London: A 48-year-old UK man bitten by a stray cat developed “painful” hand swelling and “extensive” infection caused by a previously unknown bacterium, a new study has revealed.
The research, published recently in the journal Emerging Infectious Diseases, describes the case of a 48-year-old obese man, who was admitted to the emergency department in 2020 with hand swelling, multiple puncture wounds and abrasions, about eight hours after sustaining bites from a feral cat.
Researchers, including those from Cambridge University Hospitals in the UK, discovered a novel species of the bacterium Globicatella that caused “extensive soft tissue infection” in the man bitten by the cat.
Previous research has shed light on the potential role of cats as reservoirs of yet-undiscovered pathogens and potential zoonotic infections that can jump from animals to humans as their long, sharp teeth can cause deep bite injuries.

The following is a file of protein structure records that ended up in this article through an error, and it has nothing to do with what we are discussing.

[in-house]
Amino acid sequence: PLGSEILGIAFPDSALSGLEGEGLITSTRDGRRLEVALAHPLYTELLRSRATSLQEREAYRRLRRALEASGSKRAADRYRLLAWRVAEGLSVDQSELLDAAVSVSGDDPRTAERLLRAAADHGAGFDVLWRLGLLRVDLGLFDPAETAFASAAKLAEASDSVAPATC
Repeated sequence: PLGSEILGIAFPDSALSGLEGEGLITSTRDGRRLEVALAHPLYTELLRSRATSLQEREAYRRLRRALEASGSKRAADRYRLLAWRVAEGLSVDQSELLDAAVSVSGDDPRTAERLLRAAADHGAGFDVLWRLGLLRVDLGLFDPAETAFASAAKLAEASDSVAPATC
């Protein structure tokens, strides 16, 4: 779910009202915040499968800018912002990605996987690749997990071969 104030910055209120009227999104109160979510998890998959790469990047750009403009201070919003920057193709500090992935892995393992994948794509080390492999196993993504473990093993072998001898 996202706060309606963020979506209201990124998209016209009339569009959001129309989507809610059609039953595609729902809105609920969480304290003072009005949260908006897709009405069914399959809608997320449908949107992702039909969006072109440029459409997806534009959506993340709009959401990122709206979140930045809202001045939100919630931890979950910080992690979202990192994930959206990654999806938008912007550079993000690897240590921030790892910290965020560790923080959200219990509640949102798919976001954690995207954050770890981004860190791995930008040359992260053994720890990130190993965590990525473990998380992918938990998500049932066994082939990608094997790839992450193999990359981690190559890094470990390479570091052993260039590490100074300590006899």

While the man was treated for potential infection, administered a booster dose of the tetanus vaccine, given a number of oral antibiotics and discharged, he returned to the emergency department 24 hours later with an infection in his left little and right middle fingers.
Doctors then surgically removed the damaged tissue around his wounds and gave him three other antibiotics intravenously – a treatment that ultimately seemed to work and led to a recovery.
When researchers analysed the swabs from his infection in the right middle finger for microorganisms, they found an unrecognisable organism similar to Streptococcus – a bacteria linked to strep throat, pink eye and meningitis.
However, the bacterium’s genome did not match any strains previously on record, indicating it was a new microbe that has never been previously documented.
Researchers then found the new bacterium belonged to a genus of gram-positive bacteria called Globicatella that differs from related strains, suggesting it is a “distinct and previously undescribed species”.
Experts noted that cats have the potential to cause deep-tissue bite injuries, with the direct inoculation of their saliva posing high risk of secondary infection.
People are advised to immediately wash wounds from cat bites with soap or salt and see a doctor right away.
The new findings, according to clinicians, “highlights the role of cats as reservoirs of as yet undiscovered bacterial species that have human pathogenic potential”.